Netanyahu Likud 311.
(photo credit: AP)
Prime Minister Binyamin Netanyahu told some 300 Likud activists at a pre-Rosh Hashana toast at the Tel Aviv Fairgrounds on Monday that they need not be concerned about his trip the next day to Washington to begin direct talks with Palestinian Authority President Mahmoud Abbas.
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Netanyahu did not mention the 10-month settlement freeze that ends on September 26, which is very unpopular in the Likud.
The respectful audience did not heckle or boo him even when he spoke openly about forthcoming diplomatic concessions.
“I know there are [Likud] members who are worried,” the prime minister
said. “I want to make clear to you that you don’t have to worry. No one
has to teach me and my friends about love for the Land of Israel or
about the connection between vision and diplomatic realities and between
a warm heart that loves the homeland and the realization that we are in
a complicated situation.”
Netanyahu promised the Likudniks that he would be careful and
responsible and insist on security guarantees to ensure that Israel
would not receive hundreds of rockets in return for a withdrawal as
happened with the Gaza Strip and southern Lebanon.
“We won’t be satisfied with papers and promises,” he said. “We want real
peace agreements that guarantee the security of Israel and the benefits
of peace and prosperity for Israel and its neighbors and if possible
for the rest of the Arab world.”
Netanyahu recalled that it was a Likud government under Menachem Begin
that made peace with Egyptian president Anwar Sadat. He challenged Abbas
to follow in Sadat’s footsteps in bringing about real peace.
“I am not naïve,” the prime minister said.
“I know that there are two sides. I want to give this time and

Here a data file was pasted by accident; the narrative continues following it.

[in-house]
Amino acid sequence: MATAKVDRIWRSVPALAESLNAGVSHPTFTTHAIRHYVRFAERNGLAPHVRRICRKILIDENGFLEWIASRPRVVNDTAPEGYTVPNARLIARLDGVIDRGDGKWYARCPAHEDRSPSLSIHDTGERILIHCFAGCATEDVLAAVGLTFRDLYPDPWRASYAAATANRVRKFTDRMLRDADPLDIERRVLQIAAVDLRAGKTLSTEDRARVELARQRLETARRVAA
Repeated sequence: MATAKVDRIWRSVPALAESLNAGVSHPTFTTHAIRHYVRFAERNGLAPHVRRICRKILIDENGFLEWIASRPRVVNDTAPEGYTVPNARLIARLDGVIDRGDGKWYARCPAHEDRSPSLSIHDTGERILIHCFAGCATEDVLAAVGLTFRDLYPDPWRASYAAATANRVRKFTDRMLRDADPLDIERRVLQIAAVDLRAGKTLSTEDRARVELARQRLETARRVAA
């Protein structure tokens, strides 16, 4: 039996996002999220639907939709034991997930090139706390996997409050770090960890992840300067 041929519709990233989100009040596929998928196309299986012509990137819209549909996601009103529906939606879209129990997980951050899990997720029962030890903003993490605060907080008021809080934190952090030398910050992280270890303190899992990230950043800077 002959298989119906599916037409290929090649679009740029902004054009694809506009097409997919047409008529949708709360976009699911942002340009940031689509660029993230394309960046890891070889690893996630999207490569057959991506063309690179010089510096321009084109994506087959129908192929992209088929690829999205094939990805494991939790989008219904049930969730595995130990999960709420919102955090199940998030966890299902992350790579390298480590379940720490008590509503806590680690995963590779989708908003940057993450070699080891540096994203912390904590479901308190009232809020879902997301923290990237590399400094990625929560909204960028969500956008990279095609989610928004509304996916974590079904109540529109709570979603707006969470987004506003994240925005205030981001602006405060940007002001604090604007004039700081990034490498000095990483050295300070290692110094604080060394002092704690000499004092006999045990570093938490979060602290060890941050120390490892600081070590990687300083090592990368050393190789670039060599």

resources. I hope to find a courageous partner as Begin found in Sadat.”
Likud MK Danny Danon said following the speech that Netanyahu did not
succeed in reassuring him. He said that when Netanyahu scolded the crowd
for thinking they could teach him about love for the Land of Israel, he
sounded too much like former prime minister Ariel Sharon before he
announced his Gaza Strip disengagement plan in 2005.
Naftali Bennett, director-general of the Council of Jewish Communities
of Judea, Samaria and the Gaza Strip, handed out calendars at the event
featuring pictures of Netanyahu visiting settlements and quotes from him
and his ministers about ending the freeze on time.
Bennett sent Likud central committee members messages as the event
started with quotes from a previous Netanyahu speech in which he vowed
that the freeze was temporary. He, like Danon, did not sound convinced
by Netanyahu’s Monday speech.
“When we are told by Netanyahu not to worry, we start worrying,” said Bennett, who is Netanyahu’s former chief of staff.
Half a dozen far-right activists led by Baruch Marzel demonstrated
outside the fairgrounds holding signs with slogans such as “If there is a
freeze, there won’t be a government,” which rhymes in Hebrew.